Homemakers and hooligans

Encyclopaedia of the Viking Age
June 8, 2001

There is no entry for "Revisionism" in this encyclopedia, which is a shame as the Vikings and the question of their impact on the rest of Europe between 800 and 1050 are a revealing example of how attitudes - popular and academic - are affected by political, social and cultural developments and are regularly reshaped by changing fashions.

The Victorians' awe of and admiration for these fearsome warriors and rudimentary empire-builders gave way in the 20th century to disapproval: after two world wars and postcolonial conflict world-wide, what had been seen as heroic and red-blooded deeds of derring-do looked increasingly like common rape, pillage and plunder. Heroism drained away in a world increasingly exposed to close-up violence and exploitation. Furthermore, new attitudes meant that historical study focused less on the activities of kings and elites and sympathised more with ordinary people.

When archaeological activity escalated in the 1960s, offering up material evidence of Scandinavian trade, towns and rural life, of farmers, jewellery-makers and woodworkers, a distinction between Vikings (on the road) and Scandinavians (at home) was made by some, and the peaceful Scandinavian of the Viking Age took his place alongside (or in some cases, replacing) the violent hooligan of popular view.

In his preface, John Haywood points out that while advances in archaeology led to a more balanced appreciation of the Vikings, a byproduct was "a certain tendency to underplay Viking violence" in "an over-reaction to the popular view". This attempt at rehabilitation of the Vikings continues to influence current scholarship, though there are strong dissenting voices objecting that the pendulum has swung too far.

In any event, the Viking Age is a lively field of study, which may mean that it can absorb another publication for the general market. This one does not take the conventional form of a respectable coffee-table book, with lavish illustrations and intelligent overviews by various specialists. It is instead a single-author encyclopedia, with smaller, black-and-white photographs, a few maps, a date-chart, lists of kings and a small selection of further reading.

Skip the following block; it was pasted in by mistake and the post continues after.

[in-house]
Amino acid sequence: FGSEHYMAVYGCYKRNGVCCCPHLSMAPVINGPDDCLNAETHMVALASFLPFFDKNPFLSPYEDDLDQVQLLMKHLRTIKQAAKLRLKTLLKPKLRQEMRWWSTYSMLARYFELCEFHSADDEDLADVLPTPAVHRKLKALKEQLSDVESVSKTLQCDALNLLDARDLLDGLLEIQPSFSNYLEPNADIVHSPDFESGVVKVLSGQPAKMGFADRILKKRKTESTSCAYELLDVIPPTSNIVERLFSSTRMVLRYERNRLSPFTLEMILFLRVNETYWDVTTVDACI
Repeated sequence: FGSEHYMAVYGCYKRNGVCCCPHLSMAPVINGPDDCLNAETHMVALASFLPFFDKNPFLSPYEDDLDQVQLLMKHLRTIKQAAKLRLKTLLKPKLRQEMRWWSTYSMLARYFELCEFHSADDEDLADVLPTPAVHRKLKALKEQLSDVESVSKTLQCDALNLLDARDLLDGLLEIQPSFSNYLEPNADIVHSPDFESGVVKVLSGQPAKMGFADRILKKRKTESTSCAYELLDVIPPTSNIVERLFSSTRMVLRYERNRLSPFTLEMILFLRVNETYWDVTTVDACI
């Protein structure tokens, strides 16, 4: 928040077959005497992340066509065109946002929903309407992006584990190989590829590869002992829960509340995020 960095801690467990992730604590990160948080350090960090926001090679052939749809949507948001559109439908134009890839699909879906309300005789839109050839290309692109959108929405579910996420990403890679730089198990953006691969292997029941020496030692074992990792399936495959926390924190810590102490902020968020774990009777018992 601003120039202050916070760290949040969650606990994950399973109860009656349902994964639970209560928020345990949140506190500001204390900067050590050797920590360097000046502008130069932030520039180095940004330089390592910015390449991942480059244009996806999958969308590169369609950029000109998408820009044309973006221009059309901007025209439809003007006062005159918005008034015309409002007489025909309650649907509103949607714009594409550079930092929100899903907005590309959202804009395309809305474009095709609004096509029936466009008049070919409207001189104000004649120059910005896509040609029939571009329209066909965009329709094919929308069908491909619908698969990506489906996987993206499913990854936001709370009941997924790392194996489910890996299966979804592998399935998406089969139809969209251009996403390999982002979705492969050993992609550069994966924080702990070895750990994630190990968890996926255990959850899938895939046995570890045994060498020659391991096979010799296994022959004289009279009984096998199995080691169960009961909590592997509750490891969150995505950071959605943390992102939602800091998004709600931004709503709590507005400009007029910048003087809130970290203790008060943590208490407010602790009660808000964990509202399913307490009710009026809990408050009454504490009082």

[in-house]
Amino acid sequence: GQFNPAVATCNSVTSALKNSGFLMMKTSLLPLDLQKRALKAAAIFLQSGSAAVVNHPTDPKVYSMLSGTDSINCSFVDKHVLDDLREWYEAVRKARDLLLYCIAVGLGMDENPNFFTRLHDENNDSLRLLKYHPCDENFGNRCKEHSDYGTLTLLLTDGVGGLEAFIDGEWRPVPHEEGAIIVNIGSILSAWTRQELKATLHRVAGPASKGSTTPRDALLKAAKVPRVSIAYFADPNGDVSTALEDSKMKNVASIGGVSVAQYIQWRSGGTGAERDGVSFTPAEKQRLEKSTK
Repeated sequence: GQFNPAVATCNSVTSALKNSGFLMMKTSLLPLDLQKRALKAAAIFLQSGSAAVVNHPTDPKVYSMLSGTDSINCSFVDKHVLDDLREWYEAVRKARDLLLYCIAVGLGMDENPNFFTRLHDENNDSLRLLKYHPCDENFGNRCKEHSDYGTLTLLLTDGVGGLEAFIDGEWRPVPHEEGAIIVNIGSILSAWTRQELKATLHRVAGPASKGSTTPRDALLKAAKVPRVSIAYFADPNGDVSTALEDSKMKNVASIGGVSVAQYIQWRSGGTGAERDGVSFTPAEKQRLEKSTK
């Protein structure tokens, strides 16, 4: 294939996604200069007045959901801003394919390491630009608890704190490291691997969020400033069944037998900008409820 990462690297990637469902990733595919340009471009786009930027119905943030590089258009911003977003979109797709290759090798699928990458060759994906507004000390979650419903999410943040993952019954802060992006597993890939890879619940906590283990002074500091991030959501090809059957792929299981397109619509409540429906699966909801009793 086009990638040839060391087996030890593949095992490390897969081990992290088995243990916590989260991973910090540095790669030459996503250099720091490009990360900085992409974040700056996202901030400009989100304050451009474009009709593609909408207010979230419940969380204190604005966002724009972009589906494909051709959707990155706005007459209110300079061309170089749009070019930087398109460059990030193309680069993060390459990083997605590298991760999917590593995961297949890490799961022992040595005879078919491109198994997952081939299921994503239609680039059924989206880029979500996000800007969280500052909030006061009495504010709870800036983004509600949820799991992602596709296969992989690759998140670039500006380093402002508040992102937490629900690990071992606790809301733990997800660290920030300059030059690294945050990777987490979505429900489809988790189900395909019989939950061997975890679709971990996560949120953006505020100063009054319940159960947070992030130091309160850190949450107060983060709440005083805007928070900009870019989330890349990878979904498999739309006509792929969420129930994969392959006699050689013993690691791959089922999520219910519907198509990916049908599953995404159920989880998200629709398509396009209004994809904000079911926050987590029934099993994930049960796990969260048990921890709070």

The alphabetical entries aim to cover all angles of life in the Viking Age. Entries on, for example, clothing, landownership, pottery and towns represent the domestic side of life as increasingly revealed by archae-ology. Political history and elite-level activity in the homelands and in kingdoms targeted by Viking raiders and colonists are also well represented ("Edington, battle of", "Emma of Normandy", "Erik Bloodaxe"), as well as the Scandinavians' extraordinary achievements as explorers and entrepreneurs ("Iceland", "Eskimos", "Khazars" and "Kiev").

Outside the realm of history proper, from the rich world of Old Norse literature, there are "Jomsvikings" (semi-legendary, according to the encyclopedia), "Berserkers", and "The blood eagle"; from further out still, in mythological territory, come "Elves", "Dwarves" and "Valkyries".

The entries are brief, informative and generally reliable. Although Haywood attempts to include a critical dimension where possible, entries lack the subtlety to satisfy the hardcore expert, but they will do quite nicely for general readers or students of other periods who need to identify names, fill in gaps or satisfy a particular curiosity. Anyone who wonders what fish were eaten in 10th-century Norway or how whales were caught, who cannot remember the difference between Odin and Thor or when the battle of Tettenhall took place or whose memory of the dates of the Merovingian or migration periods has momentarily deserted them, will find this a useful work of reference.

However, the deficiencies and difficulties of presenting important historical developments in brief to a non-specialist readership are shown by the inevitably simplified entries for "Kingship", "Monasticism" and "Christianity, conversion to", for example. The entry on "Sagas" gives no hint of the debate surrounding their use as historical evidence, and the omission of any account of place names and their application in the study of Scandinavian colonies abroad or landscape history at home similarly neglects active scholarly issues. The extraordinary poetic corpus likewise gets very short shrift. But for those who might mix up their Olafs or Haralds, there is help in the form of brief biographies of nine of the former and seven of the latter, as well as of many other historical and legendary figures selected from a wide range of historical and literary sources - Aud the Deep-Minded (the most famous female settler of Iceland), the Viking Ragnar (who plundered Paris and incurred the wrath of St Denis), or Havelock the Dane (hero of a medieval English romance). Fleets, fortifications, food, furniture and folklore - all (Viking-Age) life is here.

Lesley Abrams is a fellow of Balliol College, Oxford.

Encyclopaedia of the Viking Age

Author - John Haywood
ISBN - 0 500 01982 7
Publisher - Thames and Hudson
Price - £19.95
Pages - 224

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